$$\min_{\textbf{w}} \frac{1}{m} \sum_{(\textbf{x}, y) \in S} \ell(\textbf{w}; (\textbf{x}, y)) + \frac{\lambda}{2} ||\textbf{w}||^2$$

where $S$ is the training set, $\textbf{w}$ is the linear predictor, $\ell$ is the hinge loss, and $\lambda$ is the regularization constant. Pegasos in an algorithm/solver for this problem that has some very unique properties. As mentioned previously, Pegasos is a stochastic subgradient method so it involves many iterations of repeatedly computing subgradients for the objective function on subsets of the training set. It can be described succinctly as follows (as shown in the linked paper). First, fix a constant $k$ and a number of iterations $T$. Then for $t = 1, 2, \ldots, T$, do the following:

- Choose $A_t \subseteq S$ where $|A_t| = k$. These examples are sampled i.i.d. from $S$.
- Let $A_t^+ = \{ (\textbf{x}, y) \in A_t : y \langle \textbf{w}_t, \textbf{x}\rangle < 1 \}$, the set of examples in $A_t$ which have a positive hinge loss.
- Set the learning rate $\eta_t = \frac{1}{\lambda t}$.
- Set $$\textbf{w}_{t + \frac{1}{2}} = (1 - \eta_t \lambda) \textbf{w}_t + \frac{\eta_t}{k} \sum_{(\textbf{x}, y) \in A_t^+} y \textbf{x}$$ which is a subgradient update step (the objective function is not differentiable).
- Set $$\textbf{w}_{t+1} = \min \left\{1, \frac{1}{\sqrt{\lambda} ||\textbf{w}_{t+\frac{1}{2}}||} \right\} \textbf{w}_{t+\frac{1}{2}}$$ to scale the vector back if the regularization cost would be too high.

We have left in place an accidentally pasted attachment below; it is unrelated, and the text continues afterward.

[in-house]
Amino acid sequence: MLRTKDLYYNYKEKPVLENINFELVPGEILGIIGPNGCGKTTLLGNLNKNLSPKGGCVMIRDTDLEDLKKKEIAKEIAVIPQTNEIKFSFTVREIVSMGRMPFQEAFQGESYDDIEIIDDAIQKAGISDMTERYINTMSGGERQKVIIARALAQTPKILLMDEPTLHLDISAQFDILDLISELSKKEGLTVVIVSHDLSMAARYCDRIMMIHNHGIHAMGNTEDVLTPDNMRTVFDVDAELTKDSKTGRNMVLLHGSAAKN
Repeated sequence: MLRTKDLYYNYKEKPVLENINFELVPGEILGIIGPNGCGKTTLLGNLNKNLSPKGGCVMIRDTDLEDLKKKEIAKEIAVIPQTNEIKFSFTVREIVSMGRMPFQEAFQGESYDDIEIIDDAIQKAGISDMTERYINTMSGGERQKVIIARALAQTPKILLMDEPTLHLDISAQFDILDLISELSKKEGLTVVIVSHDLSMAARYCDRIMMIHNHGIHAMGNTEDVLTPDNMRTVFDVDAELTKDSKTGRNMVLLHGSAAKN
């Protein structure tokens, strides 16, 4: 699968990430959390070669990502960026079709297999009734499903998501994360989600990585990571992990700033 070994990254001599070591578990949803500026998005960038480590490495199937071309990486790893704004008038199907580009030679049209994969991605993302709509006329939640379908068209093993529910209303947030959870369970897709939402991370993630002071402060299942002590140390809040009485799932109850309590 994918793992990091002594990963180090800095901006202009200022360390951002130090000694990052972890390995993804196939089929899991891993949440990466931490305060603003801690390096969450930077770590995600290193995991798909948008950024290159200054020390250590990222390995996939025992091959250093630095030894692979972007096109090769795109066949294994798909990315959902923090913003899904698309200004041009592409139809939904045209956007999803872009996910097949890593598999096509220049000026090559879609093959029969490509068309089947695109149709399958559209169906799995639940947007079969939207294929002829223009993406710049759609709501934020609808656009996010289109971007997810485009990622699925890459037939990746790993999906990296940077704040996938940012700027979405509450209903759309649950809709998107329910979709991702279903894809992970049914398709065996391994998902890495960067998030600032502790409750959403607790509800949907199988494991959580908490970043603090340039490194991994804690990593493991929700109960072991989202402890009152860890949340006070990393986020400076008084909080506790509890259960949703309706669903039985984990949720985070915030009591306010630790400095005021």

The amazing thing to note here is that the algorithm is extremely simple to describe, requiring only a few computations in each iteration. Also, it might seem counter-intuitive to choose just a subset of the training examples and ignore the rest, but that turns out to be a key component in the runtime analysis of Pegasos. The authors provide proofs and analysis which show that its runtime is $\tilde{O}(d / (\lambda \epsilon))$ where $d$ is the maximum number of non-zero features in each example (dimensionality of the training data) and $\epsilon$ is the desired accuracy (the $\tilde{O}$ notation here ignores logarithmic factors). This result implies that the size of the training set does not influence the runtime of the algorithm, unlike all previous SVM solvers, which means that it is extremely suitable for cases in which the training set is enormous.

In a follow-up paper, an even more remarkable result is shown. The authors develop some theoretical machinery around the relationship between training set size and runtime for solving the optimization problem, which leads to the result that Pegasos' runtime should actually

*decrease*with the size of the training set. And in their empirical studies, it does! It's not often that you come across algorithms which improve their runtime when given more data, so this is quite an interesting find. It definitely makes you wonder how machine learning algorithms

*should*behave under different sizes of training sets.

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